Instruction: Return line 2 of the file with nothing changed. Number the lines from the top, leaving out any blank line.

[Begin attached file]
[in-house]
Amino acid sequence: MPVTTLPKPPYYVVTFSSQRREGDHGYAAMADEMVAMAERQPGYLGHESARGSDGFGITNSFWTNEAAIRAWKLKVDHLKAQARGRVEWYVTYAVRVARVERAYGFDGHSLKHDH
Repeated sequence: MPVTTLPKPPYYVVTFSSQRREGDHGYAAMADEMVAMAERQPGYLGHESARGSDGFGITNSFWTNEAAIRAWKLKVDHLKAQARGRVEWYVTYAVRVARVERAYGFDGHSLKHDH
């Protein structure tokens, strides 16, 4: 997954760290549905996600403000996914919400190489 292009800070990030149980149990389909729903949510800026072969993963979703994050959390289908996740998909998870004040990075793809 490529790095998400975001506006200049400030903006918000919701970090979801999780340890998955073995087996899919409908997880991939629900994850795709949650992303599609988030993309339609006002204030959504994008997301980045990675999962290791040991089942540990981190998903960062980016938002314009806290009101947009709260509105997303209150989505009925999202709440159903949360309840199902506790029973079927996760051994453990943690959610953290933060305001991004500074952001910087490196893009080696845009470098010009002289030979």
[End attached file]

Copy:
Amino acid sequence: MPVTTLPKPPYYVVTFSSQRREGDHGYAAMADEMVAMAERQPGYLGHESARGSDGFGITNSFWTNEAAIRAWKLKVDHLKAQARGRVEWYVTYAVRVARVERAYGFDGHSLKHDH